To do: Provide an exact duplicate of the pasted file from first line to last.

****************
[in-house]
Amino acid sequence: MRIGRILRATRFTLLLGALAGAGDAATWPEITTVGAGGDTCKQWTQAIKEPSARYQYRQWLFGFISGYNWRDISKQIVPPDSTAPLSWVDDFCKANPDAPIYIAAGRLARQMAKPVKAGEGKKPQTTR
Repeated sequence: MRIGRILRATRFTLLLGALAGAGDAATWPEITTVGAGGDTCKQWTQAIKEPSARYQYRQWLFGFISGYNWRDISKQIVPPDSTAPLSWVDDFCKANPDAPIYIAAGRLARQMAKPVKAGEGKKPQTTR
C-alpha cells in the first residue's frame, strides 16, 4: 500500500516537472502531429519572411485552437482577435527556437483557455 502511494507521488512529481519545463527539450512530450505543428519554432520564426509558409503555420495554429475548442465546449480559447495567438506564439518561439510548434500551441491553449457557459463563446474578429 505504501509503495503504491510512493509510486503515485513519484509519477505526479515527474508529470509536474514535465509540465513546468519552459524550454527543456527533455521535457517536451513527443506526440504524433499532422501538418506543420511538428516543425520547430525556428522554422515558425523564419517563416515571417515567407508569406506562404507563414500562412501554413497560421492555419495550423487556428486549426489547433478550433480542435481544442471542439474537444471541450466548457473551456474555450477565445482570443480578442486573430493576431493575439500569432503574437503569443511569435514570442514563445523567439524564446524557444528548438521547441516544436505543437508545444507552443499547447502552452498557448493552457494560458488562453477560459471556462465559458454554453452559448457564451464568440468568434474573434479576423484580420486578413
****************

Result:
[in-house]
Amino acid sequence: MRIGRILRATRFTLLLGALAGAGDAATWPEITTVGAGGDTCKQWTQAIKEPSARYQYRQWLFGFISGYNWRDISKQIVPPDSTAPLSWVDDFCKANPDAPIYIAAGRLARQMAKPVKAGEGKKPQTTR
Repeated sequence: MRIGRILRATRFTLLLGALAGAGDAATWPEITTVGAGGDTCKQWTQAIKEPSARYQYRQWLFGFISGYNWRDISKQIVPPDSTAPLSWVDDFCKANPDAPIYIAAGRLARQMAKPVKAGEGKKPQTTR
C-alpha cells in the first residue's frame, strides 16, 4: 500500500516537472502531429519572411485552437482577435527556437483557455 502511494507521488512529481519545463527539450512530450505543428519554432520564426509558409503555420495554429475548442465546449480559447495567438506564439518561439510548434500551441491553449457557459463563446474578429 505504501509503495503504491510512493509510486503515485513519484509519477505526479515527474508529470509536474514535465509540465513546468519552459524550454527543456527533455521535457517536451513527443506526440504524433499532422501538418506543420511538428516543425520547430525556428522554422515558425523564419517563416515571417515567407508569406506562404507563414500562412501554413497560421492555419495550423487556428486549426489547433478550433480542435481544442471542439474537444471541450466548457473551456474555450477565445482570443480578442486573430493576431493575439500569432503574437503569443511569435514570442514563445523567439524564446524557444528548438521547441516544436505543437508545444507552443499547447502552452498557448493552457494560458488562453477560459471556462465559458454554453452559448457564451464568440468568434474573434479576423484580420486578413